Hemp History Week – Guest editorial
By Edward Woodford, CEO, Seed CX Mr. Woodford has previously worked at the Mayfair-based hedge fund Lansdowne Partners in the European Strategies Fund. He also gained experience at Muddy Waters Research, the options trading and research group founded by Carson Block. Mr. Woodford graduated with First Class Honors from the University of Warwick in the […]
By Edward Woodford, CEO, Seed CX
Mr. Woodford has previously worked at the Mayfair-based hedge fund Lansdowne Partners in the European Strategies Fund. He also gained experience at Muddy Waters Research, the options trading and research group founded by Carson Block.
Mr. Woodford graduated with First Class Honors from the University of Warwick in the United Kingdom, with a triple major in politics, economics and philosophy. Woodford completed his Master of Finance at MIT in 2015, specializing in agricultural commodities.
Currently, Seed CX has looked toward the future by planning the launch of the world’s first industrial hemp derivative contracts
The 6 June is the official start to ‘Hemp History Week’ which seeks to promote industrial hemp cultivation and manufacturing as well highlighting the crop’s historic role in the United States. One of my personal favorite historical stories is the fact that the declaration of independence was written on hemp paper. As we look back, it serves as an important moment to explore the future progress of industrial hemp.
Industrial hemp has three main verticals:
Seed: Hemp seeds can be consumed by humans whole or can be hulled to expose the seed meat, where the crunchy outer shell removed is removed. Cold-pressed, unrefined hemp oil is light green, with a nutty grassy flavor. After the hemp seed has been crushed for oil, the remaining product contains 25% protein and is a good source of dietary fiber.
Fibrous stalks: The stalk is separated between the fiber and the inner woody-like hurd.
CBD Whole Plant Extract: Whole plant hemp oil is a mixture of fatty acids, plant sterols, Vitamin E and phyto-cannabinoids including CBD.
Our goal is to use derivative tools to cultivate financial security in emerging agricultural markets, with idiosyncratic production risks.
Seed’s focus is on providing innovative means to secure operational stability for hedgers and new trading opportunities for speculators. Seed CX operates in areas where there have been recent regulatory shifts, which present the potential to innovate in new or obscure markets. Seed CX’s mission in hemp is to create the trading and risk mitigation infrastructure to allow the hemp industry to flourish.
Seed connects buyers and sellers of industrial hemp as well as allowing participants to secure their financial security through hedging.
Hedging tools through forwards, options and futures allow those in hemp to have access to tools which nearly every other agricultural product has. Hedging ensures that each stage of the supply chain is protected against volatility and price movements, ensuring the growth of the entire hemp industry.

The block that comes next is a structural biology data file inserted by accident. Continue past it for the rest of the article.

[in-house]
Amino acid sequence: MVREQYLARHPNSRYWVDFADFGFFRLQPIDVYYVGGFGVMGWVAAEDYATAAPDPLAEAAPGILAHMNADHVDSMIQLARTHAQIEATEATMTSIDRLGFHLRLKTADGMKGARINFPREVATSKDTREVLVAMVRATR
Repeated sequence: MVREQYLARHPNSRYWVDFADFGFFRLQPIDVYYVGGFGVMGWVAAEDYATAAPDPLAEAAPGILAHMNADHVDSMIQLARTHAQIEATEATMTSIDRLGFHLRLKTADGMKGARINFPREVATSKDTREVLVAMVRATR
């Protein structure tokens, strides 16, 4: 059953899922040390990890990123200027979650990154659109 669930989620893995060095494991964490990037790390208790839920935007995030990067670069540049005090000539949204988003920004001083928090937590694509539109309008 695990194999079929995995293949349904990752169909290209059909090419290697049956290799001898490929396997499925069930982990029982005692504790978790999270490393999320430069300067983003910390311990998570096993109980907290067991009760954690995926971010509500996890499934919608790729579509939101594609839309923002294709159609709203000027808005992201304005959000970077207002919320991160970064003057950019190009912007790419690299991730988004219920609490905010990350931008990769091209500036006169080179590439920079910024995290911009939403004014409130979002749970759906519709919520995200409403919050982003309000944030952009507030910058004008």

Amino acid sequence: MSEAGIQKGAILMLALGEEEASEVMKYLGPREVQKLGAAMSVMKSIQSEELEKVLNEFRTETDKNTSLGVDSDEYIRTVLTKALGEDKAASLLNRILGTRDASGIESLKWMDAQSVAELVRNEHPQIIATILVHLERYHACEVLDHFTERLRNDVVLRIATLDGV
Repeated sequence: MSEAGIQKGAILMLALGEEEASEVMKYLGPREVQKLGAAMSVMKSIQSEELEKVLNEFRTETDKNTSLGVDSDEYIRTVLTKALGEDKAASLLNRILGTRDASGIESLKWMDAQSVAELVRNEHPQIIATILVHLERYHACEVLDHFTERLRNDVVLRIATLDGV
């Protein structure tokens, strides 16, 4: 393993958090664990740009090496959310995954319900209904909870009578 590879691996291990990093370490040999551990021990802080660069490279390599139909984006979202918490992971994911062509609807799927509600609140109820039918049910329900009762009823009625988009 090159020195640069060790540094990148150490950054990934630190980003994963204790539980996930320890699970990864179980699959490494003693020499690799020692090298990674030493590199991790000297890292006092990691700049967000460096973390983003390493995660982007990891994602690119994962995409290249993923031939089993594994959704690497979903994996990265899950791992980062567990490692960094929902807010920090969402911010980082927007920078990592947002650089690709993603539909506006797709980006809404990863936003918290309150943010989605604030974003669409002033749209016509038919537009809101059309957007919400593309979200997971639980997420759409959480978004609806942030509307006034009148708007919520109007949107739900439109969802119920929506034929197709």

Jamie Comer, who served as the Agriculture Commissioner of Kentucky from 2012 to 2016 and is one of the largest hemp growing states in the US noted that, “Having being involved in farming my entire life, I know the benefit that Seed CX will bring in creating the infrastructure for a growing viable and secure hemp market. This is exciting given that the US hemp industry has to date created over 500 jobs in Kentucky and countless more throughout the country.”
The US serves as the focal point in the global hemp market, serving as the hub of processing and consumption, although US cultivation was only legalized in 2014. One of the many historical quirks is that hemp which legally could not be sold for human consumption in Australia was being imported for US consumers, where it could not be legally cultivated.
The key drivers of the growth of hemp are new demand channels, such as hemp fiber being used in BMW and Tesla vehicles, heightened customer awareness of the 11 grams of protein per ounce of hemp seed or nutraceutical applications of CBD.
There also a number of supply drivers including the fact that farmers are are increasingly looking for security as they diversify into different and more profitable crops, and in particular former tobacco growers are transitioning towards hemp cultivation. It is salient to note that farm incomes fell over 30% from 2014 to 2015 – the largest drop since 1983.
The last year has revealed a number of key factors that have impacted the volatility and price of hemp. Supply shocks due to the weather affects all crops, however there are unique idiosyncrasies with hemp. The natural elements impact the THC ratios in plants, which is salient given that all plants must have less than 0.3% THC on a dry weight basis. This year for example, a number of farmers failed tests on their crops, which is considered a ‘crop failure.’
In the past year, half a dozen additional states have instigated the necessary regulatory procedures to allow for hemp production. Currently, 29 states currently have hemp cultivation statutes.
Looking forward at the legislative calendar, Hawaii (in particular with the decline of sugar and beets) and Florida are likely to implement the necessary state infrastructure to allow for the cultivation of hemp. Another interesting development this year has been the pace and development of agronomic research into industrial hemp.
Knowledge into increasing yields serves as a positive supply shock to the hemp market.